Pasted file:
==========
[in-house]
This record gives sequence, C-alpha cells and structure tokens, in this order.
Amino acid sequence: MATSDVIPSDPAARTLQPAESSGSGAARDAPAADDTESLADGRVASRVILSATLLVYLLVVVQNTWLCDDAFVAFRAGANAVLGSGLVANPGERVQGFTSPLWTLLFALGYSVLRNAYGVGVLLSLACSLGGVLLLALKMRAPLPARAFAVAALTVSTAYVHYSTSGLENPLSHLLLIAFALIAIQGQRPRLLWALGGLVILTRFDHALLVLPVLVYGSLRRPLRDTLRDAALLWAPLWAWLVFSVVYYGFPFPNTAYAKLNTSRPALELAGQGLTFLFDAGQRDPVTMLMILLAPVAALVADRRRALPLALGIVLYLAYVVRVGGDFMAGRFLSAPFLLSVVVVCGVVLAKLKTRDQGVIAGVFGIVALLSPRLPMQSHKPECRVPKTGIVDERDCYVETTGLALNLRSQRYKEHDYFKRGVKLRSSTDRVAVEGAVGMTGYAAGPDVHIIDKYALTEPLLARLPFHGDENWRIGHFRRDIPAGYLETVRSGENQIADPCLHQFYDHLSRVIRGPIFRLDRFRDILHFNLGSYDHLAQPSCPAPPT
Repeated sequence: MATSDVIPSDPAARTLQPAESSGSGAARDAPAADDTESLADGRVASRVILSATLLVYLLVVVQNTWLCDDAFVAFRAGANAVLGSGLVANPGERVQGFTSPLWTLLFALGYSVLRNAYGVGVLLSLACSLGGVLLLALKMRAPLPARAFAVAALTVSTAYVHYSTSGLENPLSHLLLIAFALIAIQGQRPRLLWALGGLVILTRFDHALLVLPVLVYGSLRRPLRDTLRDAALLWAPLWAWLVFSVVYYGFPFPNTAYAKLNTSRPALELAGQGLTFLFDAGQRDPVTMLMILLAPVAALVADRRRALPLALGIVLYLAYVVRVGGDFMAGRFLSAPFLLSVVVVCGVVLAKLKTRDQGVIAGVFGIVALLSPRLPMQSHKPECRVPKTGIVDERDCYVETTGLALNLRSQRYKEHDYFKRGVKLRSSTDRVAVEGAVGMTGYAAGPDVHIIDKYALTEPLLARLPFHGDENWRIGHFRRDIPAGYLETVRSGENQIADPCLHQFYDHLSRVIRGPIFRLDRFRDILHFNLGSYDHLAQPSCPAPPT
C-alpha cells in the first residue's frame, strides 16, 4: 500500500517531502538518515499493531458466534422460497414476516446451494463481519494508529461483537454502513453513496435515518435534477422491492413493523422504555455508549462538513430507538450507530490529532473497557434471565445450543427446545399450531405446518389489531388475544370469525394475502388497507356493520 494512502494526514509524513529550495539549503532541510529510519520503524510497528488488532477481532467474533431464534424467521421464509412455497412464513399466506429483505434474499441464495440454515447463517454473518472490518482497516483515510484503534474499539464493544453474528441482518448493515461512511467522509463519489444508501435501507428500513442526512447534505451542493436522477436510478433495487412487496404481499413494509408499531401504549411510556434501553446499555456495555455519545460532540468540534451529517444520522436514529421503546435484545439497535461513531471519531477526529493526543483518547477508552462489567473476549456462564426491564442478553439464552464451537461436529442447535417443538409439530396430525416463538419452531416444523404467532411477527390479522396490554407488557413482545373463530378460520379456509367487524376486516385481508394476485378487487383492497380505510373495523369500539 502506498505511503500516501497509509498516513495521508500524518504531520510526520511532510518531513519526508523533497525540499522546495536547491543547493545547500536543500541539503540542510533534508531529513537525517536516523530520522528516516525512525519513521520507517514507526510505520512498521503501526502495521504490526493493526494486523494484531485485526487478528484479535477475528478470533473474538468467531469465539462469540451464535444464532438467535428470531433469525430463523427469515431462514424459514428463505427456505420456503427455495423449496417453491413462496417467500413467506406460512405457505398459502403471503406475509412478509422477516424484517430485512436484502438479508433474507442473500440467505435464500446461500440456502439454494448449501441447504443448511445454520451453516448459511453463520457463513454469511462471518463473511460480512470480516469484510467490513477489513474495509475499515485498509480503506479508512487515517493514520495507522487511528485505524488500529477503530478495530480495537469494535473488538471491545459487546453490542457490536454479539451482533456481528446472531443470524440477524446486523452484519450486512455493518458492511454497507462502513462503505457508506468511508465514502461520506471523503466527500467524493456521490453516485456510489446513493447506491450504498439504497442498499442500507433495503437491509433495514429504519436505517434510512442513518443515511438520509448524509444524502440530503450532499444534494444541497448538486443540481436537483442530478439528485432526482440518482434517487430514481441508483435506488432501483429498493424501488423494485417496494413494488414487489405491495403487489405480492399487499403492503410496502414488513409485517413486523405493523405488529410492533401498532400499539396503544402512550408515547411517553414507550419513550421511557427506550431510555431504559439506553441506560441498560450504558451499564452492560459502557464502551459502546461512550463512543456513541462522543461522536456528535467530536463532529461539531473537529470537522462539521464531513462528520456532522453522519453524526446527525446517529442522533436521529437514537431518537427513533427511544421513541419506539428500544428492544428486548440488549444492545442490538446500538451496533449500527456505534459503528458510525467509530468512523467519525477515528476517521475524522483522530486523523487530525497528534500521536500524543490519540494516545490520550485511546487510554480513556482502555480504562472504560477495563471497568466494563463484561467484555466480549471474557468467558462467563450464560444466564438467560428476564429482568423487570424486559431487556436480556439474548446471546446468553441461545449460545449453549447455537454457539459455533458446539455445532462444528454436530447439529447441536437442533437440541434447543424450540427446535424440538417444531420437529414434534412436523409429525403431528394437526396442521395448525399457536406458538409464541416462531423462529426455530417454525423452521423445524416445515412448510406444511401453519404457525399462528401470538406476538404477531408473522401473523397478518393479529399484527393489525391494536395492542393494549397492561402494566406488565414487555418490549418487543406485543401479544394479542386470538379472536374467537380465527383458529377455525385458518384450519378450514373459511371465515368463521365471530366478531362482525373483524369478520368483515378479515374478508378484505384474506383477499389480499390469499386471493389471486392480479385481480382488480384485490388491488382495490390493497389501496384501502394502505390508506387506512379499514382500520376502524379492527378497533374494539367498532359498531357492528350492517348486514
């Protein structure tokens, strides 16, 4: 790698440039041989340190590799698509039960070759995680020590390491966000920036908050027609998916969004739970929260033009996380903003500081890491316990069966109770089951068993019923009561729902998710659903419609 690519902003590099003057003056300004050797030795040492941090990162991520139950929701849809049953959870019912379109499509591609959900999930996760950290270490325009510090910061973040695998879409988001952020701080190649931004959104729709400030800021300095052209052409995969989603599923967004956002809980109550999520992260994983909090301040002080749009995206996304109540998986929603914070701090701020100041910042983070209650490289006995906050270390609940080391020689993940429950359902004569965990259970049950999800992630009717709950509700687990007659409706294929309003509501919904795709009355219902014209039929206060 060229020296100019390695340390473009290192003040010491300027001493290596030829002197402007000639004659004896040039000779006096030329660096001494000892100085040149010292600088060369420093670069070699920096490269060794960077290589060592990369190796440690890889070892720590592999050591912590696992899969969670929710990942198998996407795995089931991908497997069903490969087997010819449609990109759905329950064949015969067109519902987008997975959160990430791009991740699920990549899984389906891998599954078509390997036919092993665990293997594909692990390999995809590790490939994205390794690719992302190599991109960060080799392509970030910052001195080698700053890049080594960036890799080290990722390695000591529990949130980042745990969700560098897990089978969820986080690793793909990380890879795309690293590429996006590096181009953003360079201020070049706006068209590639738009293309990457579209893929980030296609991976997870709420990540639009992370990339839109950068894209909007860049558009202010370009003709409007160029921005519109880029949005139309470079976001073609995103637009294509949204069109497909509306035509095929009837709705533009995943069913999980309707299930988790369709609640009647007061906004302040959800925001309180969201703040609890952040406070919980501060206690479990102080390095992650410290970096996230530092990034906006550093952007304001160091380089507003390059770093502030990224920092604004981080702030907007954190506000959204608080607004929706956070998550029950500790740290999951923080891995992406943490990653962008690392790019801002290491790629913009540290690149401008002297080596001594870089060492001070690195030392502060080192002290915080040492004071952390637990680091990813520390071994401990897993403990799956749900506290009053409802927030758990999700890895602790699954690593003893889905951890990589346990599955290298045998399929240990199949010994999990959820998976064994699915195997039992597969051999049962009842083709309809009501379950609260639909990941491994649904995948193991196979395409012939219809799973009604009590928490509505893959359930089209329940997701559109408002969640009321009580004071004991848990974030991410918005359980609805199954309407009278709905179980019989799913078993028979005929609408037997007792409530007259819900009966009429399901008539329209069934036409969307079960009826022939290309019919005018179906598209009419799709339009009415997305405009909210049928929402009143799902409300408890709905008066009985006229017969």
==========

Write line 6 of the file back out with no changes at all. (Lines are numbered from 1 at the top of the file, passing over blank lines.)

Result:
């Protein structure tokens, strides 16, 4: 790698440039041989340190590799698509039960070759995680020590390491966000920036908050027609998916969004739970929260033009996380903003500081890491316990069966109770089951068993019923009561729902998710659903419609 690519902003590099003057003056300004050797030795040492941090990162991520139950929701849809049953959870019912379109499509591609959900999930996760950290270490325009510090910061973040695998879409988001952020701080190649931004959104729709400030800021300095052209052409995969989603599923967004956002809980109550999520992260994983909090301040002080749009995206996304109540998986929603914070701090701020100041910042983070209650490289006995906050270390609940080391020689993940429950359902004569965990259970049950999800992630009717709950509700687990007659409706294929309003509501919904795709009355219902014209039929206060 060229020296100019390695340390473009290192003040010491300027001493290596030829002197402007000639004659004896040039000779006096030329660096001494000892100085040149010292600088060369420093670069070699920096490269060794960077290589060592990369190796440690890889070892720590592999050591912590696992899969969670929710990942198998996407795995089931991908497997069903490969087997010819449609990109759905329950064949015969067109519902987008997975959160990430791009991740699920990549899984389906891998599954078509390997036919092993665990293997594909692990390999995809590790490939994205390794690719992302190599991109960060080799392509970030910052001195080698700053890049080594960036890799080290990722390695000591529990949130980042745990969700560098897990089978969820986080690793793909990380890879795309690293590429996006590096181009953003360079201020070049706006068209590639738009293309990457579209893929980030296609991976997870709420990540639009992370990339839109950068894209909007860049558009202010370009003709409007160029921005519109880029949005139309470079976001073609995103637009294509949204069109497909509306035509095929009837709705533009995943069913999980309707299930988790369709609640009647007061906004302040959800925001309180969201703040609890952040406070919980501060206690479990102080390095992650410290970096996230530092990034906006550093952007304001160091380089507003390059770093502030990224920092604004981080702030907007954190506000959204608080607004929706956070998550029950500790740290999951923080891995992406943490990653962008690392790019801002290491790629913009540290690149401008002297080596001594870089060492001070690195030392502060080192002290915080040492004071952390637990680091990813520390071994401990897993403990799956749900506290009053409802927030758990999700890895602790699954690593003893889905951890990589346990599955290298045998399929240990199949010994999990959820998976064994699915195997039992597969051999049962009842083709309809009501379950609260639909990941491994649904995948193991196979395409012939219809799973009604009590928490509505893959359930089209329940997701559109408002969640009321009580004071004991848990974030991410918005359980609805199954309407009278709905179980019989799913078993028979005929609408037997007792409530007259819900009966009429399901008539329209069934036409969307079960009826022939290309019919005018179906598209009419799709339009009415997305405009909210049928929402009143799902409300408890709905008066009985006229017969």